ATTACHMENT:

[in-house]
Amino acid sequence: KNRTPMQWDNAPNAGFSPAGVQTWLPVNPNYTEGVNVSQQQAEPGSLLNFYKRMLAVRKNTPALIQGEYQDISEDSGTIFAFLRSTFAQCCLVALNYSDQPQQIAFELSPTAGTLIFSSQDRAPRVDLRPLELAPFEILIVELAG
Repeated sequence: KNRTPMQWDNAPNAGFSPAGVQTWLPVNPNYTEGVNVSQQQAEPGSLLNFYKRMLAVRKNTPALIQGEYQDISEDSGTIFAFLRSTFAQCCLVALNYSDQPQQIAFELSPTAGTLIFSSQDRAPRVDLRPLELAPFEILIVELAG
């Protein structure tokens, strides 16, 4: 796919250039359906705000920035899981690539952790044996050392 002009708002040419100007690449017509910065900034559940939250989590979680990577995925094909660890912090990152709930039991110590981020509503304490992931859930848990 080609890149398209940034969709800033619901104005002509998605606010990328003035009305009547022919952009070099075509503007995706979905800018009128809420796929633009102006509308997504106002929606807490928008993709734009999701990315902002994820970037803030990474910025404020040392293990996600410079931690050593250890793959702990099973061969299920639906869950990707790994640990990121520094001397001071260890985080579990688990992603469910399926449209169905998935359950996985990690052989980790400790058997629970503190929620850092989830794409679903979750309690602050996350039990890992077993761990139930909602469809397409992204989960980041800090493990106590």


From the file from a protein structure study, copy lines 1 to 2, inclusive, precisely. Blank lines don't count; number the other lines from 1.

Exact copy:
[in-house]
Amino acid sequence: KNRTPMQWDNAPNAGFSPAGVQTWLPVNPNYTEGVNVSQQQAEPGSLLNFYKRMLAVRKNTPALIQGEYQDISEDSGTIFAFLRSTFAQCCLVALNYSDQPQQIAFELSPTAGTLIFSSQDRAPRVDLRPLELAPFEILIVELAG